phpEach PHP statement is terminated by semicolon (“;”). The PHP markup can display text by using “echo” with variables named by dollar-prefix “$” on case-sensitive names ($xx, $xX, $NewX, etc.). The assignment operator is “=”. The markup can be modularized into functions (or methods) defined with keyword “function” within optional classes named by “class xx”. The control structures include: if, while, for, foreach, & switch. Grouping of text can be specified by curly braces (“{…}”), but some control structures can use colon syntax with end keywords, such as in statement if ($x==0) : echo “zero”; endif; <html>

Delimiters

The PHP processor only parses code within its delimiters. Anything outside its delimiters is sent directly to the output and not parsed by PHP. The most common open/close delimiters are “” so that a section of PHP markup appears within the set of angle-brackets “” (see examples below in boxes). Other delimiters, in the form ““, are also always available, so these two forms are the most portable. The first form of delimiters, , in XHTML and other XML documents, creates correctly formed XML processing instructions. Therefore, in either of these two cases, the resulting mixture of PHP and other markup is well-formed, and so probably valid, as XML and XHTML on the server before PHP processing. This may be helpful if the source code documents ever need to be processed in other ways during the life of the software.

Short opening tags (<? or <?=) are also available for use, but are, along with ASP style tags (<% or <%=), less-portable, as they can be disabled in the PHP configuration. For this reason, the use of Short tags and ASP style tags is discouraged. The purpose of these delimiters is to separate PHP code from non-PHP code (notably HTML). Everything outside the delimiters is ignored by the PHP parser and is passed through as output.

The usual “Hello World” code example for PHP is:

<?php
echo "Hello World!\n";
?>

The example above outputs the following:

Hello World!

Instead of using <? and the echo statement, an optional “shortcut” is the use of <?= instead of <? which implicitly echoes data. For example, to show the page_title:

<!DOCTYPE html PUBLIC "-//W3C//DTD HTML 4.01//EN"
 "http://www.w3.org/TR/html4/strict.dtd">
<html>
 <head>
 <title><?=$page_title;?></title>
 </head>
 <body>
 <p>Hello World!</p>
 </body>
</html>

The above example also illustrates that text not contained within enclosing PHP tags will be directly output. So the simplest form of Hello World in PHP is a plain text file containing “Hello World”.

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Node.js Essential Training: Understanding Module Caching and Scopes

Node.js is a powerful tool for controlling web servers, building applications, and creating event-driven programming. And it brings JavaScript, a language familiar to all web developers—into an environment independent of web browsers. Learn all about Node.js and start creating JavaScript applications in this course.

The first time Node loads a module through require, it caches the result. This can be beneficial, but can create problems if you don’t plan ahead. In this tutorial, look at when caching is helpful and when it’s necessary to work around. Watch more at: Node.js Essential Training.

This tutorial is a single movie from the Node.js Essential Training course presented by lynda.com author Joseph LeBlanc. The complete course is 3 hours and 17 minutes and shows how to start creating entire JavaScript applications with Node.js.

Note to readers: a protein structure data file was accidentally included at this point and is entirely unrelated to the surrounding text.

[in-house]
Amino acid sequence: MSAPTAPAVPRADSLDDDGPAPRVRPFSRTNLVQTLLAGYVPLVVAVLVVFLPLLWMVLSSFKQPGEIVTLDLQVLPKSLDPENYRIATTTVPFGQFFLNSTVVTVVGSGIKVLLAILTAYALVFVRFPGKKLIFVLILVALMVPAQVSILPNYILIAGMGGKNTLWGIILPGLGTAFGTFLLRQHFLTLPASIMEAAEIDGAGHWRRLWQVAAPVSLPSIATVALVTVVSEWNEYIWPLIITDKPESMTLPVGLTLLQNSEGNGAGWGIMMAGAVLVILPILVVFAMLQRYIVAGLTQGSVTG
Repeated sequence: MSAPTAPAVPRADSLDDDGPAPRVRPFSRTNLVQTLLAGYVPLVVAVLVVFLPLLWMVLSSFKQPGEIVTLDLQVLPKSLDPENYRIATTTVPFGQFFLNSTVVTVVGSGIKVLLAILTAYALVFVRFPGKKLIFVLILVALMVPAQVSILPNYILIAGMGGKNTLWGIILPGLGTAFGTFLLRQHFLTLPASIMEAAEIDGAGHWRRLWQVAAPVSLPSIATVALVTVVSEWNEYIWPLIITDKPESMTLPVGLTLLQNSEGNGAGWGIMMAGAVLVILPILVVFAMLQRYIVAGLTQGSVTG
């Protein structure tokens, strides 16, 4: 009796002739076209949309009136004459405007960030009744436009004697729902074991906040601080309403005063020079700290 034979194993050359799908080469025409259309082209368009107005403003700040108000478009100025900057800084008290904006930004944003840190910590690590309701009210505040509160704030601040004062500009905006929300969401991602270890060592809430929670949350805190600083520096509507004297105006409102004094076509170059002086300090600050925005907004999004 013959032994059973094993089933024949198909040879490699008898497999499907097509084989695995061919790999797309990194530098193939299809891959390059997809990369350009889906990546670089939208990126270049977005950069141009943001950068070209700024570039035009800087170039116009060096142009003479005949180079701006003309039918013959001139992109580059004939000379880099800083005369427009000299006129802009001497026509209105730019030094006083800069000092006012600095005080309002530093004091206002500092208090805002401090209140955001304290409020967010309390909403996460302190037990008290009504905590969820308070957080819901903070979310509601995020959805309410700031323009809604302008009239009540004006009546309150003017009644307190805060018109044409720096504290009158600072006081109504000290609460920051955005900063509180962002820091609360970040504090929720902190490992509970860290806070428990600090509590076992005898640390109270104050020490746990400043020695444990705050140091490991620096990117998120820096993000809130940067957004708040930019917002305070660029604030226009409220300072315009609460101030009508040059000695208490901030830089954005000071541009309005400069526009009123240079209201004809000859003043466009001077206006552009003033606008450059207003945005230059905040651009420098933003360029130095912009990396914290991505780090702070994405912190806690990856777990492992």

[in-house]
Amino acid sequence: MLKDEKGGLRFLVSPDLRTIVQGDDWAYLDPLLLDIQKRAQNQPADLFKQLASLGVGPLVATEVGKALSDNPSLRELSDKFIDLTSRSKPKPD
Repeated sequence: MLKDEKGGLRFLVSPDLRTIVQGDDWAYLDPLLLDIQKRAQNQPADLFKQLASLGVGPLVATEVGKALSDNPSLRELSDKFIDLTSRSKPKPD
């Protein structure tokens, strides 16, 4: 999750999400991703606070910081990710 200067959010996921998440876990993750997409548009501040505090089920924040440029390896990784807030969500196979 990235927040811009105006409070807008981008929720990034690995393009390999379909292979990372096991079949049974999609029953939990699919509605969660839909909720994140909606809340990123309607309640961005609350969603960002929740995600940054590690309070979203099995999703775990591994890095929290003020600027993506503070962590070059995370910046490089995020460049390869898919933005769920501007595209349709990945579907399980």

Topics include:

  • Why use Node.js?
  • Installing Node.js
  • Understanding the event loop
  • Initializing Node.js projects
  • Creating modules with getters and setters
  • Starting Express applications
  • Testing your code
  • Working with sessions and databases
  • Building command-line tools
  • Emitting events and attaching listeners
  • Controlling readable streams

Node.js

node.jsNode.js is a software platform for scalable server-side and networking applications. Node.js applications are written in JavaScript, and can be run within the Node.js runtime on Mac OS X, Windows and Linux with no changes.

Node.js applications are designed to maximize throughput and efficiency, using non-blocking I/O and asynchronous events. Node.js applications run single-threaded, although Node.js uses multiple threads for file and network events. Node.js is commonly used for real time applications due to its asynchronous nature.

Node.js internally uses the Google V8 JavaScript engine to execute code, and a large percentage of the basic modules are written in JavaScript. Node.js contains a built-in asynchronous i/o library for file, socket and HTTP communication. The HTTP and socket support allows Node.js to act as a web server without additional web server software such as Apache.

Node.js is a platform built on Chrome’s JavaScript runtime (Google V8 VM) for easily building fast, scalable network applications. The platform uses an event-driven, non-blocking I/O model that makes it lightweight and efficient, perfect for data-intensive real-time apps that run across distributed devices.

Examples

This is an implementation of a “hello world” HTTP server in Node.js:

var http = require('http');
 
http.createServer(
  function (request, response) {
    response.writeHead(200, {'Content-Type': 'text/plain'});
    response.end('Hello World\n');
  }
).listen(8000);
 
console.log('Server running at http://localhost:8000/');

The following code is a simple TCP server which listens on port 8000 and echoes ‘hello’ upon connection:

var net = require('net');
 
net.createServer(
  function (stream) {
    stream.write('hello\r\n');
 
    stream.on('end',
      function () {
        stream.end('goodbye\r\n');
      }
    );
 
    stream.pipe(stream);
  }
).listen(8000);

Write your application components in JavaScript, Ruby, Groovy or Java. Or mix and match several programming languages in a single application.